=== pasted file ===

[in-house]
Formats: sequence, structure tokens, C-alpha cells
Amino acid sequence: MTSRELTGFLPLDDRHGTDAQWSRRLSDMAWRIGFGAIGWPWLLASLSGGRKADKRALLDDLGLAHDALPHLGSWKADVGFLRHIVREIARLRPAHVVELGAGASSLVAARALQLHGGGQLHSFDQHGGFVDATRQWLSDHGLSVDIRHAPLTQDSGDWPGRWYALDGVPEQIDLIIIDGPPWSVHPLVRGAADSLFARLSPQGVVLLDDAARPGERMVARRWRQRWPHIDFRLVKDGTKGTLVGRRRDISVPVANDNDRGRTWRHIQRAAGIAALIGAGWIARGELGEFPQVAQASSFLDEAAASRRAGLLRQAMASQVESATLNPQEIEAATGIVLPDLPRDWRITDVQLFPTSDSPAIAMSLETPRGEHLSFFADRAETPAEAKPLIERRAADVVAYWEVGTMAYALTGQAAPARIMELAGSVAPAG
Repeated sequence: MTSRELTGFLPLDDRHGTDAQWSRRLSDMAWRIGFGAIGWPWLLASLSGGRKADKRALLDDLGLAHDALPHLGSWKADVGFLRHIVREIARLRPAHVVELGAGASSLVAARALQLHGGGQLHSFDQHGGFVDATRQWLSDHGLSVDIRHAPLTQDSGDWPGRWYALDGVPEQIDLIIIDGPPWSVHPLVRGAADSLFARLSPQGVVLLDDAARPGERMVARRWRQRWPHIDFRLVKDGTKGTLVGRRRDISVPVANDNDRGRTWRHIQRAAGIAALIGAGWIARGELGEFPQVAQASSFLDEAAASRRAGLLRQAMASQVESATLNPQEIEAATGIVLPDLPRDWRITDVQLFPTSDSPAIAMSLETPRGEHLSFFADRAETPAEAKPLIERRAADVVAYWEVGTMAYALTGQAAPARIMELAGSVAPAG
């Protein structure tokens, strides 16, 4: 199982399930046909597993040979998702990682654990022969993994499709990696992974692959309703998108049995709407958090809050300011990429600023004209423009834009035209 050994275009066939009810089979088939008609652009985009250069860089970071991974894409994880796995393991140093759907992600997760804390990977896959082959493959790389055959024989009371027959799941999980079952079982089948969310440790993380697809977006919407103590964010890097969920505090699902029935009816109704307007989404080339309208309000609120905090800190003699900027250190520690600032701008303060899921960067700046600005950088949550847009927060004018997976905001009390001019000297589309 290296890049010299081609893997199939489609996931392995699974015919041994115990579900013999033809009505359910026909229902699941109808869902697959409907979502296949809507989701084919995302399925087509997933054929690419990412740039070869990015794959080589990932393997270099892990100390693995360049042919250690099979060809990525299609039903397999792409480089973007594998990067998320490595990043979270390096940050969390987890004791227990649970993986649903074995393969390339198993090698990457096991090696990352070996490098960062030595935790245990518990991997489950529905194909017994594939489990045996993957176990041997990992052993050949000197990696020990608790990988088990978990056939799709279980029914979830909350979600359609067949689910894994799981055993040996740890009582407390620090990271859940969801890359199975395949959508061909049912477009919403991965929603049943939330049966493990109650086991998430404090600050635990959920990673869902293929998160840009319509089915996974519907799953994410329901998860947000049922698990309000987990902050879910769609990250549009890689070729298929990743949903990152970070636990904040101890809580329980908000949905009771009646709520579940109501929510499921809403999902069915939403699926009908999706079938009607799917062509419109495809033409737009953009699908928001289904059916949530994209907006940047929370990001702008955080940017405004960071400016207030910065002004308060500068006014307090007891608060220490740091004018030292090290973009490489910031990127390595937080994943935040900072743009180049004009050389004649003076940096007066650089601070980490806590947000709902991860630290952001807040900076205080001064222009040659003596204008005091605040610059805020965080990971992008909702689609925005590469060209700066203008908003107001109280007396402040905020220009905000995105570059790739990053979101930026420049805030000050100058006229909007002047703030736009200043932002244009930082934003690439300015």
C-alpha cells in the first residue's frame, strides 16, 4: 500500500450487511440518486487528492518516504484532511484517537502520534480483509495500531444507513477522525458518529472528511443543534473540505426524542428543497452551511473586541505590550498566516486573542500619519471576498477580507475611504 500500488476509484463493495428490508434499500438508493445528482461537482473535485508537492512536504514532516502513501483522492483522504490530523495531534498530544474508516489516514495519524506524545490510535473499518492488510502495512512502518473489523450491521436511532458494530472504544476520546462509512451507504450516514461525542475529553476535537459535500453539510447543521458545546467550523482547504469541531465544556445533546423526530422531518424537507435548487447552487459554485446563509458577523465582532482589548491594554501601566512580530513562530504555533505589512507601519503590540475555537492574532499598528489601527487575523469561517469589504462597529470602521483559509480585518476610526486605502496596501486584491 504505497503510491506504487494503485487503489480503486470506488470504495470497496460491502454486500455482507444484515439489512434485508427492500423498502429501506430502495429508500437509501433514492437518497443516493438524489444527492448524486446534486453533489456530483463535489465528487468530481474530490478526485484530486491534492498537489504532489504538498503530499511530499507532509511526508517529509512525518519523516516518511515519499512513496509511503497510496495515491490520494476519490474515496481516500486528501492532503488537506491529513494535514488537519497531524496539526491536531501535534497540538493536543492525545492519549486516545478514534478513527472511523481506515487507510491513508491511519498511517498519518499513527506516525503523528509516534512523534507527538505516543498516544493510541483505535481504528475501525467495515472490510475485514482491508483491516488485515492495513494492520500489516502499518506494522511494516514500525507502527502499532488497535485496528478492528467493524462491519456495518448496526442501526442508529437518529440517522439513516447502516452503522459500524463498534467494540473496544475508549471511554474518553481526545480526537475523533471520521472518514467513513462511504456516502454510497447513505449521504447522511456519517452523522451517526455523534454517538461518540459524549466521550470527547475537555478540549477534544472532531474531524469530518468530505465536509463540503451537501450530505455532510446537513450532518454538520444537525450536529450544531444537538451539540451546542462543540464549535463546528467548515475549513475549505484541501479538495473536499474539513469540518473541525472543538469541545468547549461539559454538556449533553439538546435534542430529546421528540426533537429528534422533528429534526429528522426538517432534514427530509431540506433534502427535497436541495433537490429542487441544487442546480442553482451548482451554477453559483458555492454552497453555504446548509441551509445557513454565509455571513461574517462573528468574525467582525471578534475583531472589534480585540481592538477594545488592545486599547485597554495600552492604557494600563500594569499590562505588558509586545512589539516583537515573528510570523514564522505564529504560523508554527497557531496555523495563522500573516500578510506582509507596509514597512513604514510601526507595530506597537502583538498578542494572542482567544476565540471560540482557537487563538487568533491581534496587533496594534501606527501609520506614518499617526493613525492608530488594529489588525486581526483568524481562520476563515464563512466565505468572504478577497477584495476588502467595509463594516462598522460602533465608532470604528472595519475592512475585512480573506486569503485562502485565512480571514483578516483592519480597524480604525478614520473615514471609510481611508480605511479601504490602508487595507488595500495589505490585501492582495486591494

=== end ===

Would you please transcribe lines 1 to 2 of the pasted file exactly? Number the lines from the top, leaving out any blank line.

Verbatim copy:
[in-house]
Formats: sequence, structure tokens, C-alpha cells